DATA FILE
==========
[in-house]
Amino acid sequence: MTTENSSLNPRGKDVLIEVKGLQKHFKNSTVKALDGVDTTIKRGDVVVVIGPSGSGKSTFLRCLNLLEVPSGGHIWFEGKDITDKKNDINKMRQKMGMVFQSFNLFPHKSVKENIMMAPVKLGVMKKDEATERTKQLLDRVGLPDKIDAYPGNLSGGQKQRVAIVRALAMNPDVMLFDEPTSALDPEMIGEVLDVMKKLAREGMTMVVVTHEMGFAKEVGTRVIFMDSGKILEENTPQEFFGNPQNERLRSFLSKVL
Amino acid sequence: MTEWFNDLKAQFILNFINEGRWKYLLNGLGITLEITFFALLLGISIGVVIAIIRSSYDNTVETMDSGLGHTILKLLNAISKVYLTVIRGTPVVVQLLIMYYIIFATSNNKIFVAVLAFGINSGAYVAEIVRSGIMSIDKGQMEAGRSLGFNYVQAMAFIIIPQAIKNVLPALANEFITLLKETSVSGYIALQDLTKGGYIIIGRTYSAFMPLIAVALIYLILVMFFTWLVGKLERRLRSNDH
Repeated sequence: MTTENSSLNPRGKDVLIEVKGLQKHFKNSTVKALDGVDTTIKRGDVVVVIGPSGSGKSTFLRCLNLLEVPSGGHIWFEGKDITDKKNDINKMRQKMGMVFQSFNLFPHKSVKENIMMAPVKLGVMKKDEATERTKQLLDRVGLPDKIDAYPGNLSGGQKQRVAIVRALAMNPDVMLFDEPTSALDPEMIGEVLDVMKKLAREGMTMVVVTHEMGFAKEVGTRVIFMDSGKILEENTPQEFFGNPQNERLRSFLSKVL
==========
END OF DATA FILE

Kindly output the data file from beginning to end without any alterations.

[in-house]
Amino acid sequence: MTTENSSLNPRGKDVLIEVKGLQKHFKNSTVKALDGVDTTIKRGDVVVVIGPSGSGKSTFLRCLNLLEVPSGGHIWFEGKDITDKKNDINKMRQKMGMVFQSFNLFPHKSVKENIMMAPVKLGVMKKDEATERTKQLLDRVGLPDKIDAYPGNLSGGQKQRVAIVRALAMNPDVMLFDEPTSALDPEMIGEVLDVMKKLAREGMTMVVVTHEMGFAKEVGTRVIFMDSGKILEENTPQEFFGNPQNERLRSFLSKVL
Amino acid sequence: MTEWFNDLKAQFILNFINEGRWKYLLNGLGITLEITFFALLLGISIGVVIAIIRSSYDNTVETMDSGLGHTILKLLNAISKVYLTVIRGTPVVVQLLIMYYIIFATSNNKIFVAVLAFGINSGAYVAEIVRSGIMSIDKGQMEAGRSLGFNYVQAMAFIIIPQAIKNVLPALANEFITLLKETSVSGYIALQDLTKGGYIIIGRTYSAFMPLIAVALIYLILVMFFTWLVGKLERRLRSNDH
Repeated sequence: MTTENSSLNPRGKDVLIEVKGLQKHFKNSTVKALDGVDTTIKRGDVVVVIGPSGSGKSTFLRCLNLLEVPSGGHIWFEGKDITDKKNDINKMRQKMGMVFQSFNLFPHKSVKENIMMAPVKLGVMKKDEATERTKQLLDRVGLPDKIDAYPGNLSGGQKQRVAIVRALAMNPDVMLFDEPTSALDPEMIGEVLDVMKKLAREGMTMVVVTHEMGFAKEVGTRVIFMDSGKILEENTPQEFFGNPQNERLRSFLSKVL